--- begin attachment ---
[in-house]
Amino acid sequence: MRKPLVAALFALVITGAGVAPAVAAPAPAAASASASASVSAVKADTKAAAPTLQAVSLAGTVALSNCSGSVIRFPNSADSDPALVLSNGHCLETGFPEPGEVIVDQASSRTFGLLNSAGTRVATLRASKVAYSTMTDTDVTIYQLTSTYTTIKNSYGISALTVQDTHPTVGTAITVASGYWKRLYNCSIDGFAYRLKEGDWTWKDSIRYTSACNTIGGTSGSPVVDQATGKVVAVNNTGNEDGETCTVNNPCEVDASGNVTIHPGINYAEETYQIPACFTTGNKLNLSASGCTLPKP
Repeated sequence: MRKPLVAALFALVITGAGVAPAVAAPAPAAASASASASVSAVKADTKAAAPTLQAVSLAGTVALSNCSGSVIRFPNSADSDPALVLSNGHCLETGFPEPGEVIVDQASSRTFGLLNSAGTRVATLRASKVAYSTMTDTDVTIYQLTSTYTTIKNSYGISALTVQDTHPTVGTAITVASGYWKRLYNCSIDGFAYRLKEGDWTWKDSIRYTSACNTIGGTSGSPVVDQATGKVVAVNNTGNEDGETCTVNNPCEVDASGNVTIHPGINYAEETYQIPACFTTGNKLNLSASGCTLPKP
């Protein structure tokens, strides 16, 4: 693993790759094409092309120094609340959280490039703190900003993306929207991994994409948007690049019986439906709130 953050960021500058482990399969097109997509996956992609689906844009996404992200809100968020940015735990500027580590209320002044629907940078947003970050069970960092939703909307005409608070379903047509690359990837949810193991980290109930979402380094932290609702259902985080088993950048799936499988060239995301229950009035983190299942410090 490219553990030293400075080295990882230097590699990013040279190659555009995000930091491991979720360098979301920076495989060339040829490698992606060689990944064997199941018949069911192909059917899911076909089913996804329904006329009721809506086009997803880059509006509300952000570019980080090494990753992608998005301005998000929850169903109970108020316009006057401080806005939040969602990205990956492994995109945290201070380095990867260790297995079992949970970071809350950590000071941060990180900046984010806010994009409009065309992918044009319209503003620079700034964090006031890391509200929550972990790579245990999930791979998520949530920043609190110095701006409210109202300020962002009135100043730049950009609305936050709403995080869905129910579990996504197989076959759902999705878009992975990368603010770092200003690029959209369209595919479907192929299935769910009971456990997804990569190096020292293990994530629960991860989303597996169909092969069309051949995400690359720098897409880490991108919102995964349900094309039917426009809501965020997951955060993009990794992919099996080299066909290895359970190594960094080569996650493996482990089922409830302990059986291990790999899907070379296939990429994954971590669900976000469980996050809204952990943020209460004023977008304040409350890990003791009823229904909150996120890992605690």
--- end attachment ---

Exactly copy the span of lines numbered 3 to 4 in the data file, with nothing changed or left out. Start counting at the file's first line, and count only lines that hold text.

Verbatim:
Repeated sequence: MRKPLVAALFALVITGAGVAPAVAAPAPAAASASASASVSAVKADTKAAAPTLQAVSLAGTVALSNCSGSVIRFPNSADSDPALVLSNGHCLETGFPEPGEVIVDQASSRTFGLLNSAGTRVATLRASKVAYSTMTDTDVTIYQLTSTYTTIKNSYGISALTVQDTHPTVGTAITVASGYWKRLYNCSIDGFAYRLKEGDWTWKDSIRYTSACNTIGGTSGSPVVDQATGKVVAVNNTGNEDGETCTVNNPCEVDASGNVTIHPGINYAEETYQIPACFTTGNKLNLSASGCTLPKP
């Protein structure tokens, strides 16, 4: 693993790759094409092309120094609340959280490039703190900003993306929207991994994409948007690049019986439906709130 953050960021500058482990399969097109997509996956992609689906844009996404992200809100968020940015735990500027580590209320002044629907940078947003970050069970960092939703909307005409608070379903047509690359990837949810193991980290109930979402380094932290609702259902985080088993950048799936499988060239995301229950009035983190299942410090 490219553990030293400075080295990882230097590699990013040279190659555009995000930091491991979720360098979301920076495989060339040829490698992606060689990944064997199941018949069911192909059917899911076909089913996804329904006329009721809506086009997803880059509006509300952000570019980080090494990753992608998005301005998000929850169903109970108020316009006057401080806005939040969602990205990956492994995109945290201070380095990867260790297995079992949970970071809350950590000071941060990180900046984010806010994009409009065309992918044009319209503003620079700034964090006031890391509200929550972990790579245990999930791979998520949530920043609190110095701006409210109202300020962002009135100043730049950009609305936050709403995080869905129910579990996504197989076959759902999705878009992975990368603010770092200003690029959209369209595919479907192929299935769910009971456990997804990569190096020292293990994530629960991860989303597996169909092969069309051949995400690359720098897409880490991108919102995964349900094309039917426009809501965020997951955060993009990794992919099996080299066909290895359970190594960094080569996650493996482990089922409830302990059986291990790999899907070379296939990429994954971590669900976000469980996050809204952990943020209460004023977008304040409350890990003791009823229904909150996120890992605690």